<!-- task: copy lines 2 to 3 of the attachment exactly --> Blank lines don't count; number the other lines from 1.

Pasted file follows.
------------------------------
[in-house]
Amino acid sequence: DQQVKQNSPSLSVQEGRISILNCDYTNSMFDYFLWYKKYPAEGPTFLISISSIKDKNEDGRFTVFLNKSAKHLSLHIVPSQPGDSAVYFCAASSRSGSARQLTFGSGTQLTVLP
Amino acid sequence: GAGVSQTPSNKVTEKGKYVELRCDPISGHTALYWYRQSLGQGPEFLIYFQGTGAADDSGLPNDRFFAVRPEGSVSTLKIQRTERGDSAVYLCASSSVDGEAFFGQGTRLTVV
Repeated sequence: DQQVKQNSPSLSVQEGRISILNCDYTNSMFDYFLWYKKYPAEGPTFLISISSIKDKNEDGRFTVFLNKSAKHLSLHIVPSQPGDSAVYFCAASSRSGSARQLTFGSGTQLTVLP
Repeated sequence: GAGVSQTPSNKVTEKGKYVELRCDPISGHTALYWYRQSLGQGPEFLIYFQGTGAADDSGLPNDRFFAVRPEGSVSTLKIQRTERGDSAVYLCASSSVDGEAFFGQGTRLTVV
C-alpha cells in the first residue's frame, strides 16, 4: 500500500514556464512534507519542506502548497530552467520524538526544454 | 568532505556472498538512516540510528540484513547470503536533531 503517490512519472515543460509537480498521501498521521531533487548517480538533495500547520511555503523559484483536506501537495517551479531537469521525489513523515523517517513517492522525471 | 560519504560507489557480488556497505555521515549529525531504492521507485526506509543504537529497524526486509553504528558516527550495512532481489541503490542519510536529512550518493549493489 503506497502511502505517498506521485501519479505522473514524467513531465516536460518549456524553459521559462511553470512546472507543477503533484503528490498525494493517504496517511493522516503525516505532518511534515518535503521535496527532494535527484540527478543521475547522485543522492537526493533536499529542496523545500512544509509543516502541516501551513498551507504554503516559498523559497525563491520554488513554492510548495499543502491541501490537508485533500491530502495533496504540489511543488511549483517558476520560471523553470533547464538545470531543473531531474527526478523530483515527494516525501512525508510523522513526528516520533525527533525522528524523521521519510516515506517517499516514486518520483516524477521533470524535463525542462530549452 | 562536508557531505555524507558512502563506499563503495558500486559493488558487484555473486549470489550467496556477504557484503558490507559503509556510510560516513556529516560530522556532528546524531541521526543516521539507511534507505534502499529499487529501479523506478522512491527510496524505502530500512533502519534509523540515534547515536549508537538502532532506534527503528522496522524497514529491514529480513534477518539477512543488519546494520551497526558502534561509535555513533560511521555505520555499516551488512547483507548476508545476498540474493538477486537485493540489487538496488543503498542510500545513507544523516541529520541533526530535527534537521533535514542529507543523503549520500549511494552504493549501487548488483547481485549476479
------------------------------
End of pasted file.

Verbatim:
Amino acid sequence: DQQVKQNSPSLSVQEGRISILNCDYTNSMFDYFLWYKKYPAEGPTFLISISSIKDKNEDGRFTVFLNKSAKHLSLHIVPSQPGDSAVYFCAASSRSGSARQLTFGSGTQLTVLP
Amino acid sequence: GAGVSQTPSNKVTEKGKYVELRCDPISGHTALYWYRQSLGQGPEFLIYFQGTGAADDSGLPNDRFFAVRPEGSVSTLKIQRTERGDSAVYLCASSSVDGEAFFGQGTRLTVV